How Handstands Pushed This Indoor Girl Into the Outdoors

“Forget not that the earth delights to feel your bare feet and winds long to play with your hair.” –Kahlil Gibran

As a general rule, I don’t like doing anything outside. Seriously, most of my time in the outdoors is spent walking from my car to the store or the office, and back again, and maybe from my front door to the mailbox. That’s pretty much it. Not only do I have no real interest in the outdoors, I’m OK wearing the title “indoor” girl. I check the weather forecast regularly, but only to know what I should wear for those brief moments when I might actually find myself outside; not for planning outdoor activities.

I haven’t always been an indoor girl. I remember playing outside as a kid and relishing the summer months when it was officially warm enough to stay outside for hours and permissible  to run around barefoot. But for some reason, that love of the outdoors didn’t stay with me as a grownup. I now have the philosophy that it doesn’t make sense to be outside where it might be windy/chilly/balmy/muggy/rainy/buggy/or too sunny, when I can be inside a climate controlled room and not be bothered by the aforementioned things.

“Don’t you ever go outside to read or just sit on the patio and enjoy the nice weather?” asked my friend Laurel (who enjoys the outdoors). Why would I go outside to read when I can sit on my nice comfortable couch and not have to worry about the wind blowing my pages? Indoors, I don’t have to apply sunscreen, and I don’t need to wear my sunglasses, or swat at pesky insects flying around my book. Nope. Can’t think of a reason to read outside — unless it’s by the beach.

But then I started handstanding, and some of the best photo ops for handstands are, well, outside. Spectacular scenery? Outside. Statues and sculptures? Mostly outside. Meaningful murals? Outside. The really great photos of handstands are — for the most part — taken outside. And now I have begrudgingly acknowledged that if I want to handstand in front of eye-catching backgrounds — and not just my new colorful wallpaper — I, too, need to go outside.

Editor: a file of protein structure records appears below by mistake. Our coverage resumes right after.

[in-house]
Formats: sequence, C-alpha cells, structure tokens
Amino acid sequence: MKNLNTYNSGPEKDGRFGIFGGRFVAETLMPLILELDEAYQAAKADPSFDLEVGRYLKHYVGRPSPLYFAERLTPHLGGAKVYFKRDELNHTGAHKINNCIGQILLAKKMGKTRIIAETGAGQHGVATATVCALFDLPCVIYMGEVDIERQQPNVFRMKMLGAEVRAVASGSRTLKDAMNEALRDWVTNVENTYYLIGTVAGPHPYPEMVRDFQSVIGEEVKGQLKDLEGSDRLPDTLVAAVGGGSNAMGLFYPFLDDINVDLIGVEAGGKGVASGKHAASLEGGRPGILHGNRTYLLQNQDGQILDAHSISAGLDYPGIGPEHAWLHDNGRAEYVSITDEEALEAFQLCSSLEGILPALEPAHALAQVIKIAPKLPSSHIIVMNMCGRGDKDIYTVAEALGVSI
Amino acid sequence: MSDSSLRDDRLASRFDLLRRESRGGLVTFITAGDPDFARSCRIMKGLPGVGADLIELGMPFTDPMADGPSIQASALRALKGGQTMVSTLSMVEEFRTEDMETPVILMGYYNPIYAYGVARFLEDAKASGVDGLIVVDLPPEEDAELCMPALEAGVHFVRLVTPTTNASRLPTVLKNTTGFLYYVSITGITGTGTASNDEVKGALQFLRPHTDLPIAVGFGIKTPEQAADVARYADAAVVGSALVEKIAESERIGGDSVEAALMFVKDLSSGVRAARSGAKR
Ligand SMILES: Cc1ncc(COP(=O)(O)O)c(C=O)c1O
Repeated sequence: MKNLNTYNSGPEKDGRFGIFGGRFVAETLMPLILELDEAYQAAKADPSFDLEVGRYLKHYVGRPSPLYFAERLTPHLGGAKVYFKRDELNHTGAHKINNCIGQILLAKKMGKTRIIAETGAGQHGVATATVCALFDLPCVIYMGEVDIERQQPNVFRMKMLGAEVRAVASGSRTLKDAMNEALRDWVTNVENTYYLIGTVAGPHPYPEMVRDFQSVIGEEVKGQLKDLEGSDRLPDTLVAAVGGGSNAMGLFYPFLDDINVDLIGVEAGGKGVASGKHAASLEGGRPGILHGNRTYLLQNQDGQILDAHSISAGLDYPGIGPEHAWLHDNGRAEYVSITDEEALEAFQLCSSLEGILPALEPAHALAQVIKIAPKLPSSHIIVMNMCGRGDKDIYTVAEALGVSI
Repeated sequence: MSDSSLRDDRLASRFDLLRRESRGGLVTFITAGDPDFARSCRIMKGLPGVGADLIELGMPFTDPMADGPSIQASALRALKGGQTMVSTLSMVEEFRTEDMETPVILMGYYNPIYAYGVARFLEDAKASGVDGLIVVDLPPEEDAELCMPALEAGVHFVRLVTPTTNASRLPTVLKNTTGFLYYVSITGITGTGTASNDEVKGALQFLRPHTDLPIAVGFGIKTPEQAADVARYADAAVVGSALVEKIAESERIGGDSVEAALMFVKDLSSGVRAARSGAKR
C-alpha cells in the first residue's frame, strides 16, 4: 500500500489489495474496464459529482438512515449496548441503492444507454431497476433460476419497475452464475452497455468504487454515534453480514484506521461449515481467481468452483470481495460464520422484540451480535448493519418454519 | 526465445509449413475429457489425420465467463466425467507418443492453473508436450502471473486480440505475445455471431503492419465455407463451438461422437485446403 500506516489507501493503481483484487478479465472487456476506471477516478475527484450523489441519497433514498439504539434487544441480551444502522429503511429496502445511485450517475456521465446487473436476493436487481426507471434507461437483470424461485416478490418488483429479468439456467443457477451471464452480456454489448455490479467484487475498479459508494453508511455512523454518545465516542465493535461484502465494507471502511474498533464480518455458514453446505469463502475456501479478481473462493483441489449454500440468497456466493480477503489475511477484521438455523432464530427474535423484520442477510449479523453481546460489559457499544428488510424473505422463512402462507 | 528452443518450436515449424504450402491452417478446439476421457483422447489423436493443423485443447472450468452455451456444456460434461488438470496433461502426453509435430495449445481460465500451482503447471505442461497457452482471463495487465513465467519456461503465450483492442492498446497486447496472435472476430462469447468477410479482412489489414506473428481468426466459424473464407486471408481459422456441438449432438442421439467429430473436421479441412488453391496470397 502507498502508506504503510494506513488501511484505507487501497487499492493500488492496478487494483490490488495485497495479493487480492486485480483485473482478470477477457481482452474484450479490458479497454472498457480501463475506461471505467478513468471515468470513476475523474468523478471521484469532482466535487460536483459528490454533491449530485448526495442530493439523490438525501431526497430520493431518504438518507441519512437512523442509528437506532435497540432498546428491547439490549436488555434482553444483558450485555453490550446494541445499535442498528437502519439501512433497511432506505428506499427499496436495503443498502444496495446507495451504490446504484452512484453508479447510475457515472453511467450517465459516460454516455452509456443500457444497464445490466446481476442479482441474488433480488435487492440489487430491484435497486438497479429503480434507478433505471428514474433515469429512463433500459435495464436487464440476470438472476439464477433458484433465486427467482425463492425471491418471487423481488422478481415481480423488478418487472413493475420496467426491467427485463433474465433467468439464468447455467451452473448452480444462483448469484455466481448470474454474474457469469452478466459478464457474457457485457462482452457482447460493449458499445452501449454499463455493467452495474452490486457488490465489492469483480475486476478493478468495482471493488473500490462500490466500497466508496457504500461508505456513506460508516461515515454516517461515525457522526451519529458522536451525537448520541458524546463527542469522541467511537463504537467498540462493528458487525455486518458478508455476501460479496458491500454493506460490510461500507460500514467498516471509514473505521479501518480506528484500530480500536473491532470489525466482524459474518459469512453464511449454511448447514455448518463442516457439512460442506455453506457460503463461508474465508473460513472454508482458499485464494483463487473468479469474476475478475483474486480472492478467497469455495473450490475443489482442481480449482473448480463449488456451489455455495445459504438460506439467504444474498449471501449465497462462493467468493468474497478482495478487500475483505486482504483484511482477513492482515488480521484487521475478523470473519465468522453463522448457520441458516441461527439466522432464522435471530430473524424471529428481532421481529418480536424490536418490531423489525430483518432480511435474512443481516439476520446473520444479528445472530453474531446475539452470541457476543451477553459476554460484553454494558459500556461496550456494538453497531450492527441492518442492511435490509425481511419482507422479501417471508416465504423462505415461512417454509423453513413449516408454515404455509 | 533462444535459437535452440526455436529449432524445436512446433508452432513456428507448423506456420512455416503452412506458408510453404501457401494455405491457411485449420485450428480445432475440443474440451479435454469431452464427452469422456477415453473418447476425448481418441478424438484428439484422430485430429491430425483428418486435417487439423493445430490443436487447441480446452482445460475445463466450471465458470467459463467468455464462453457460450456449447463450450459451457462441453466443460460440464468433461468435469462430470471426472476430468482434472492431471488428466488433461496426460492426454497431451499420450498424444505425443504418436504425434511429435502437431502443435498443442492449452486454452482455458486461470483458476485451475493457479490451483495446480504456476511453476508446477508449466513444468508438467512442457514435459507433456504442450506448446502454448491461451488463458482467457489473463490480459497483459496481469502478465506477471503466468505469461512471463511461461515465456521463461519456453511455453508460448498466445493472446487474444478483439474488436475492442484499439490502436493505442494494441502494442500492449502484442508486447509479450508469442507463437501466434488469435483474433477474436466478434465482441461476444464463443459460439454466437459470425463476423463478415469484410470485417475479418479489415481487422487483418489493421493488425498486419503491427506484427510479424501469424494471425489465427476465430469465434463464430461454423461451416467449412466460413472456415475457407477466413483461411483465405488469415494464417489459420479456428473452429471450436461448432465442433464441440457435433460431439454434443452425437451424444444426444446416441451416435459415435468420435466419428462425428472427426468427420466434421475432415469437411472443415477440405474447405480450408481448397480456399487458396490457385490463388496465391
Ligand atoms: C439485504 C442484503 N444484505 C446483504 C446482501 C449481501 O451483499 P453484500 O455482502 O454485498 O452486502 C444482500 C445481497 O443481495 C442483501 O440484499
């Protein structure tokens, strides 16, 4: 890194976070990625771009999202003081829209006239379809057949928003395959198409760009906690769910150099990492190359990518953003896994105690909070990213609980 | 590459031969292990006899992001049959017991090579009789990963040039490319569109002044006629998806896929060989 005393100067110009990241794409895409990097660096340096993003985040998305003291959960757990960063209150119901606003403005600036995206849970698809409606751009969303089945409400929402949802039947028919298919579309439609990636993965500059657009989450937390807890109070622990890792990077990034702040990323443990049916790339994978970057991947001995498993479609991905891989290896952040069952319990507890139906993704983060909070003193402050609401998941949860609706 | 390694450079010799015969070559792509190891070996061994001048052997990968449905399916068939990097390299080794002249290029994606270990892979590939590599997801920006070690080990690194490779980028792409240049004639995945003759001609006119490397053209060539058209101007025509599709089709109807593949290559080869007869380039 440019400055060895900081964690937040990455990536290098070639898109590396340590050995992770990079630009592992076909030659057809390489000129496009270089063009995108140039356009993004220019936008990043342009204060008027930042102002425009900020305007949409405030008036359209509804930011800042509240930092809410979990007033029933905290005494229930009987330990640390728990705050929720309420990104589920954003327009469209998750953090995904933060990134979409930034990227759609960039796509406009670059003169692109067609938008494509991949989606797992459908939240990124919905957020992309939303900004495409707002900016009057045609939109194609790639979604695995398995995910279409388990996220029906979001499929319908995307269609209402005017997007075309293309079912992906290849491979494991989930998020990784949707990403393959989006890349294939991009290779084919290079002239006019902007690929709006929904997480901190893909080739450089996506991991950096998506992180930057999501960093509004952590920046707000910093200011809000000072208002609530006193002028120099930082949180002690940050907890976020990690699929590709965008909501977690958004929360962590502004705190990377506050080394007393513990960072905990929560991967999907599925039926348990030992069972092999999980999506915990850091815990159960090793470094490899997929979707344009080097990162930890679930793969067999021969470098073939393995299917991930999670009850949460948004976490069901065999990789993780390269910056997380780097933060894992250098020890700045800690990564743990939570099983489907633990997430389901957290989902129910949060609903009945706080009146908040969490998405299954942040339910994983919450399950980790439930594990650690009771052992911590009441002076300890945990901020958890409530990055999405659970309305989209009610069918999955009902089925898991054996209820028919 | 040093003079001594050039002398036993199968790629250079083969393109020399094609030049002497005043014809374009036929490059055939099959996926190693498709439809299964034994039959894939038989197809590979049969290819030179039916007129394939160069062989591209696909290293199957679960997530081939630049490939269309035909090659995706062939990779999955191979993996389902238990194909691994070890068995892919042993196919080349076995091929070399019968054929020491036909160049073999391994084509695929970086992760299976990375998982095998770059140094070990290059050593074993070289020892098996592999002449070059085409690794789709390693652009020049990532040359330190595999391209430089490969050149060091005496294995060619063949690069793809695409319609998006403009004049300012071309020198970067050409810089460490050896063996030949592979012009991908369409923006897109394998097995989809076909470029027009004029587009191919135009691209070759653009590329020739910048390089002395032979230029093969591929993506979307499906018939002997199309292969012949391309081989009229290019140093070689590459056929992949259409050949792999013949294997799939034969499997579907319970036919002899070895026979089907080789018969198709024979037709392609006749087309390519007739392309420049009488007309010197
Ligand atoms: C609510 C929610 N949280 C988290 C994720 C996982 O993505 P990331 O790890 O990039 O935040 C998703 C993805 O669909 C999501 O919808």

There’s not a rule that handstand photos need to be taken in the great outdoors, but I personally enjoy looking at them, and it’s long been a goal of mine to have my own fun handstanding photos with interesting things going on behind me. I mean, how many times can you take pictures of a handstand in the bedroom and feel excited about it? With that in mind, I’ve started my own list of “places for photographing handstands”: landmarks in our downtown area, “the Bean” in Chicago (something I’m doing in September), the Eiffel Tower (something I’m doing next year), and yes, they’re all outside.

Keep in mind that it’s taken me a long time to feel confident enough in my handstand abilities to kick up on concrete without the constant fear of falling and hurting myself, and to do it in front of other people who might might be strolling by — again without the constant fear of falling and hurting myself. That in itself is a pretty big deal, and worthy of photographing my success. It my not be as interesting to others, but I’m proud of my accomplishment, and feel compelled to choke other people with it.

So now I’m paying attention to the forecast to actually do something outdoors — rather than avoiding doing anything outside the house — and to help plan the best days for taking my handstanding show on the road. You still won’t find me eating outdoors, sitting on the patio for ha-ha’s, or taking long walks simply because it’s a beautiful day, but I’m pretty excited about capturing my upcoming hand balancing moments on camera — even if I do have to go outside to get them.

Thank you for reading this post. Please share with others if you like what I wrote.

Outdoor handstand photos really are fun!

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